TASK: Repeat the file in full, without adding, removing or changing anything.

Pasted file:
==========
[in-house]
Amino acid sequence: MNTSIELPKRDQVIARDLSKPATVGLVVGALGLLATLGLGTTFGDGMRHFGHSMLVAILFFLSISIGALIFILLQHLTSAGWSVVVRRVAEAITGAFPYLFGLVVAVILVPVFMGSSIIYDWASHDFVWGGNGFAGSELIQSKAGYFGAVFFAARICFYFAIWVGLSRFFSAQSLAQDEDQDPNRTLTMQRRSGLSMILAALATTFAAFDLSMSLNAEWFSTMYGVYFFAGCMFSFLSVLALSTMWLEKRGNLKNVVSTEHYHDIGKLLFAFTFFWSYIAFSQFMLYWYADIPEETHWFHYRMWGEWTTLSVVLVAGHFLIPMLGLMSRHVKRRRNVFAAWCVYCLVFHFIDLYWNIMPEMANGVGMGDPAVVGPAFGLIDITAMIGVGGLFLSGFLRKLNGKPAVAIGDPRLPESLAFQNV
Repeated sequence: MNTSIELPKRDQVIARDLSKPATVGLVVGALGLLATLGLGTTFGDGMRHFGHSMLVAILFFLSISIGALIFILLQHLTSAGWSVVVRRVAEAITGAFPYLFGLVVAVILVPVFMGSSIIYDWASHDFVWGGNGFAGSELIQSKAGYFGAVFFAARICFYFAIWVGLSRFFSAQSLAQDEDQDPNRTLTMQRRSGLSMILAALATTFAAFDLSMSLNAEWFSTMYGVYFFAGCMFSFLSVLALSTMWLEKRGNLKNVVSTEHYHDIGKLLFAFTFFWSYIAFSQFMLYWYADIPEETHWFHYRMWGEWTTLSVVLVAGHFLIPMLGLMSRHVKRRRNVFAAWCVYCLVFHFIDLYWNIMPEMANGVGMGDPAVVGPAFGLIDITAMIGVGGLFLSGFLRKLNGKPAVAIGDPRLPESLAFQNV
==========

[in-house]
Amino acid sequence: MNTSIELPKRDQVIARDLSKPATVGLVVGALGLLATLGLGTTFGDGMRHFGHSMLVAILFFLSISIGALIFILLQHLTSAGWSVVVRRVAEAITGAFPYLFGLVVAVILVPVFMGSSIIYDWASHDFVWGGNGFAGSELIQSKAGYFGAVFFAARICFYFAIWVGLSRFFSAQSLAQDEDQDPNRTLTMQRRSGLSMILAALATTFAAFDLSMSLNAEWFSTMYGVYFFAGCMFSFLSVLALSTMWLEKRGNLKNVVSTEHYHDIGKLLFAFTFFWSYIAFSQFMLYWYADIPEETHWFHYRMWGEWTTLSVVLVAGHFLIPMLGLMSRHVKRRRNVFAAWCVYCLVFHFIDLYWNIMPEMANGVGMGDPAVVGPAFGLIDITAMIGVGGLFLSGFLRKLNGKPAVAIGDPRLPESLAFQNV
Repeated sequence: MNTSIELPKRDQVIARDLSKPATVGLVVGALGLLATLGLGTTFGDGMRHFGHSMLVAILFFLSISIGALIFILLQHLTSAGWSVVVRRVAEAITGAFPYLFGLVVAVILVPVFMGSSIIYDWASHDFVWGGNGFAGSELIQSKAGYFGAVFFAARICFYFAIWVGLSRFFSAQSLAQDEDQDPNRTLTMQRRSGLSMILAALATTFAAFDLSMSLNAEWFSTMYGVYFFAGCMFSFLSVLALSTMWLEKRGNLKNVVSTEHYHDIGKLLFAFTFFWSYIAFSQFMLYWYADIPEETHWFHYRMWGEWTTLSVVLVAGHFLIPMLGLMSRHVKRRRNVFAAWCVYCLVFHFIDLYWNIMPEMANGVGMGDPAVVGPAFGLIDITAMIGVGGLFLSGFLRKLNGKPAVAIGDPRLPESLAFQNV